Blue Origin returned to its West Texas testing grounds on Sunday for the eighth flight of its reusable New Shepard launch system – reaching new heights in a test designed to expand the vehicle’s operational envelope by sending it to a peak altitude of 107 Kilometers, a new record for New Shepard. Demonstrating that New Shepard can reliably lift its Crew Capsule above the Karman Line represents an important objective of the company’s drive toward beginning sub-orbital tourism flights as well as operational Zero-G science missions.
New Shepard fired up Hydrogen-fueled BE-3 engine at 17:06 UTC after the launch had to be pushed several times due to thunderstorms over Blue Origin’s test site and a series of minor technical hold-ups in the late stages of the countdown. Firing its single engine for two minutes and 23 seconds, New Shepard reached a peak speed of 984 meters per second and continued upwards for another minute and 40 seconds before falling back to Earth.
The previously-flown propulsion module deployed wedge fins and drag brakes as it fell back toward Earth and re-started its main engine just one Kilometer above ground level to come to a gentle touchdown on its deployable landing legs seven and a half minutes after taking off. For the crew capsule, the flight lasted ten minutes and 19 seconds – touching down under its three blue-and-orange parachutes and soft landing engines that slowed it to a landing speed of under four Kilometers per hour.
Sunday’s flight marked the second for this particular set of hardware, following up on the successful December 2017 mission that debuted “Crew Capsule 2.0” featuring large panoramic windows that are among Blue Origin’s prime selling points for tourist missions on New Shepard. Like for December’s mission, Sunday’s flight was host to “Mannequin Skywalker” – an instrumented test dummy to collect data on the environment human crew members would experience.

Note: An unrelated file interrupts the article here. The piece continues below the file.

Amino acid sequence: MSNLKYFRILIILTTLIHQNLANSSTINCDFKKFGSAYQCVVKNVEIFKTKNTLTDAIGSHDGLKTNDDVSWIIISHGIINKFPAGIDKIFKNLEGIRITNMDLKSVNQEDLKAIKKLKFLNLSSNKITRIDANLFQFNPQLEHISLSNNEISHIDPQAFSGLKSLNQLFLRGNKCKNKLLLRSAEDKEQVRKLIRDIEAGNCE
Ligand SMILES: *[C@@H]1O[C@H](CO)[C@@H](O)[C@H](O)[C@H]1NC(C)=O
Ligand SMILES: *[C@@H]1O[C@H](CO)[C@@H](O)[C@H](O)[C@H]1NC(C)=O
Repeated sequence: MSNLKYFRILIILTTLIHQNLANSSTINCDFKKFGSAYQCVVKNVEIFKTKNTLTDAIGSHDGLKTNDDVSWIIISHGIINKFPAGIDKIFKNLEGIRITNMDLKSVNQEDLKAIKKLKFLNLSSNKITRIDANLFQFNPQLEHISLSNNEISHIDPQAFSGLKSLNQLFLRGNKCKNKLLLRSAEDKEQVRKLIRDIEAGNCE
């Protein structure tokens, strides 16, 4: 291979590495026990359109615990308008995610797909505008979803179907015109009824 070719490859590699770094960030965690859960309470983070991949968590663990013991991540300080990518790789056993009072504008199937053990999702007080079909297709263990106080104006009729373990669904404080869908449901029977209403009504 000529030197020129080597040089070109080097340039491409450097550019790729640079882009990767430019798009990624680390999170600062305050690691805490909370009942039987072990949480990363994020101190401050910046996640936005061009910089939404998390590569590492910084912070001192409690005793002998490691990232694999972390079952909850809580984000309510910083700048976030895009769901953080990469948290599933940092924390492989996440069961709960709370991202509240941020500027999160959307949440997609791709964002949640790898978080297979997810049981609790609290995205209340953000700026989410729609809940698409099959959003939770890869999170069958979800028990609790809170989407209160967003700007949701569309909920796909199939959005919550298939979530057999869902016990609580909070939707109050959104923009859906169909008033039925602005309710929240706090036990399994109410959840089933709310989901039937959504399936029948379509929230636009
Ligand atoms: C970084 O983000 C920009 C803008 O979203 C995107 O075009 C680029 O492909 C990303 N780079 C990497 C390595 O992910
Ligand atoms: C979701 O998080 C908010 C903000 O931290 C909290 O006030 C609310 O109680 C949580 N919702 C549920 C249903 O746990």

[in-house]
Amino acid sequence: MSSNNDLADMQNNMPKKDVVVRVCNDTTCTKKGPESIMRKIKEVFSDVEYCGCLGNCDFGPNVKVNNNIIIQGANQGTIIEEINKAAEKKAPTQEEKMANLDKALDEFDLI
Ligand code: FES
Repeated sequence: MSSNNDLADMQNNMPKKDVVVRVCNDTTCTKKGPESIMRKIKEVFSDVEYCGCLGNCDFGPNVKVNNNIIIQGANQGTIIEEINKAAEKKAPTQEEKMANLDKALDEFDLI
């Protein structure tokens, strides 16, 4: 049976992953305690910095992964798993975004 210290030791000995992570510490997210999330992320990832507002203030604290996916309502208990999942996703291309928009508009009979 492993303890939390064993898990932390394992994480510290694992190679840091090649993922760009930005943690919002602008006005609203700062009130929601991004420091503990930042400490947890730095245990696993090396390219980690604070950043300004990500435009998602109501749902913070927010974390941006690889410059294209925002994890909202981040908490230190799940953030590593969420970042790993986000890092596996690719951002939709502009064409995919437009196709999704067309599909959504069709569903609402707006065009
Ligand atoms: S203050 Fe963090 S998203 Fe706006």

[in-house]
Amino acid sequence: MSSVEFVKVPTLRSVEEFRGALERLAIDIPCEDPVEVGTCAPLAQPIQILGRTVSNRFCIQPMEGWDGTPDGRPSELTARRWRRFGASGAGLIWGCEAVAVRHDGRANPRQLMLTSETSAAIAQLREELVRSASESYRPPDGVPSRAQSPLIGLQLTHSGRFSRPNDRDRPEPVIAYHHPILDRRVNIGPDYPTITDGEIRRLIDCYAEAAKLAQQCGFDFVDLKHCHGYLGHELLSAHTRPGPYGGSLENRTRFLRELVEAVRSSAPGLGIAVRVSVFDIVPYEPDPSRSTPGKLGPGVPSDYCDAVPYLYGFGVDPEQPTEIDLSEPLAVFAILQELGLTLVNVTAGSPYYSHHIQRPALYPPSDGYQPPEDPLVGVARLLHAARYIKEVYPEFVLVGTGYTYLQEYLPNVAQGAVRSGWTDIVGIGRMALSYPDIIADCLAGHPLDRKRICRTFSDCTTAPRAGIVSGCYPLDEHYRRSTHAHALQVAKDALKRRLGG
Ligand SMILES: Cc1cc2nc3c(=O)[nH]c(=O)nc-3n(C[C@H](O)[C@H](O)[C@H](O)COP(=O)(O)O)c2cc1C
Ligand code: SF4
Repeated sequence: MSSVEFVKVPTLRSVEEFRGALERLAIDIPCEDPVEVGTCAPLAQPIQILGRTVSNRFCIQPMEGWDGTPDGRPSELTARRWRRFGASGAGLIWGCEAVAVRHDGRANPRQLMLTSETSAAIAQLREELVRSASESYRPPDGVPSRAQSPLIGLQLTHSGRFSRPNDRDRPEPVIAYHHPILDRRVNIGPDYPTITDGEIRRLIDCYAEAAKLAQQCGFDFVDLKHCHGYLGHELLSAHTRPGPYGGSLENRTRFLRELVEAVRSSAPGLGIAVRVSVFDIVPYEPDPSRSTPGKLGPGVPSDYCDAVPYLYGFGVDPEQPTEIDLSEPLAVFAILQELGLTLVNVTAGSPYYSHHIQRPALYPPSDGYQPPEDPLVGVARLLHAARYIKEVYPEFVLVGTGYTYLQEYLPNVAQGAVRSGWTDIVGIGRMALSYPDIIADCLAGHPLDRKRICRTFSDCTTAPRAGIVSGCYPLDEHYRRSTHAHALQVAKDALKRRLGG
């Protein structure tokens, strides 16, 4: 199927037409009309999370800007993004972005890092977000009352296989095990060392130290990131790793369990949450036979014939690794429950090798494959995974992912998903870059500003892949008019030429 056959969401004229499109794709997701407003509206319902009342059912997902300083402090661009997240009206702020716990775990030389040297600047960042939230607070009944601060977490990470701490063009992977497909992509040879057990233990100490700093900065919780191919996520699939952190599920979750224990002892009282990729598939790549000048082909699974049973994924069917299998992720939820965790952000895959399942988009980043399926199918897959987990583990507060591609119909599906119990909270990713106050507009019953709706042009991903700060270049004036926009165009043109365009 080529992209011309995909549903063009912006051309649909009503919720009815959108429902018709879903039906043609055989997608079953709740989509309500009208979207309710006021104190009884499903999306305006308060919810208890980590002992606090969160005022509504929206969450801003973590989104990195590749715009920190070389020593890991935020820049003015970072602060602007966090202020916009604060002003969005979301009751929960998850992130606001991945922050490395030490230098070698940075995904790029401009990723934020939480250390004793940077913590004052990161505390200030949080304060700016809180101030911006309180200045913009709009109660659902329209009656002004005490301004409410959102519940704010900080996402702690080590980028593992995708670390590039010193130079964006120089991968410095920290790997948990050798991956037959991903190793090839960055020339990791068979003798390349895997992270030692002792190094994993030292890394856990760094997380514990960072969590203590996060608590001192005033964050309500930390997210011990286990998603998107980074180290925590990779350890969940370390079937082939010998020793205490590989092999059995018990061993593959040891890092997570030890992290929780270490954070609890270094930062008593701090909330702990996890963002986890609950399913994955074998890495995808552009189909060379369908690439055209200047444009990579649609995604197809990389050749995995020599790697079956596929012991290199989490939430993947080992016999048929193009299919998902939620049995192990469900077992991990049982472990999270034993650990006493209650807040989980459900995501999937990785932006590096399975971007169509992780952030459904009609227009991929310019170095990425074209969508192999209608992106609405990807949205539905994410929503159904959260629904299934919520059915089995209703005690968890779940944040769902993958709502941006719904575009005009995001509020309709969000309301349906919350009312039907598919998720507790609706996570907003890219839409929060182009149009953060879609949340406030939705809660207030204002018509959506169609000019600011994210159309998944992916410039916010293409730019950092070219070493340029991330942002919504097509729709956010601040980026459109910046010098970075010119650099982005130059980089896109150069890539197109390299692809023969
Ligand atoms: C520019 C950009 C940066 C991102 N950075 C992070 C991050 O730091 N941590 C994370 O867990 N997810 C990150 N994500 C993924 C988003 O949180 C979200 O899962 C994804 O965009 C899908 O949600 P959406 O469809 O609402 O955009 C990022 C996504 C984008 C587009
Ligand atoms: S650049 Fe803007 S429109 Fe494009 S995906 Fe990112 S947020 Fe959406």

Overall, Sunday’s mission was the eighth in Blue Origin’s New Shepard flight test program that was off to a bumpy start in 2015 when the company lost their first Propulsion Module during its landing attempt. The second PM reached the launch pad in November of that year and was re-flown another four times over the course of 2016, testing out the regular flight regime, demonstrating a parachute-out capability on the Crew Capsule and culminating in a full-scale in-flight abort test in October 2016 that had the objective of verifying the Crew Capsule’s abort motor. This test was performed with the expectation of losing the Propulsion Module during the abort maneuver that had been timed for the most dynamic flight phase to create particularly challenging conditions.
However, New Shepard proved its strength and the Propulsion Module remained intact and successfully returned after supporting the in-flight abort, allowing it to head into graceful retirement. This retirement included a tour around the United States to various events before NS-2 was put on display at the company’s Space Coast factory where its much bigger brother, New Glenn, will be assembled.
New Shepard 1 and 2 provided Blue Origin with a number of important lessons regarding the operational aspects of their missions as well as the re-usability elements of the craft. Changes implemented over the course of the test program included improvements to the Reaction Control System algorithms used on the Crew Capsule and enhancements to the Propulsion Module landing sequence such as allowing the booster to land anywhere on its concrete landing pad as opposed to aiming for a perfect bullseye touchdown.
Over a year passed until New Shepard 3 was ready for launch – featuring improved thermal protection and provisions for more rapid servicing between flights, building on lessons learned from the first two Propulsion Modules.
Starting with December’s mission, Blue Origin is operating New Shepard under a commercial launch license from the Federal Aviation Administration – upgrading from an experimental license granted on flight-by-flight basis during the initial test flights. While seeming like a mundane bureaucratic change, the commercial license enables Blue Origin to accept paying customers willing to place their research payloads on the New Shepard test flights.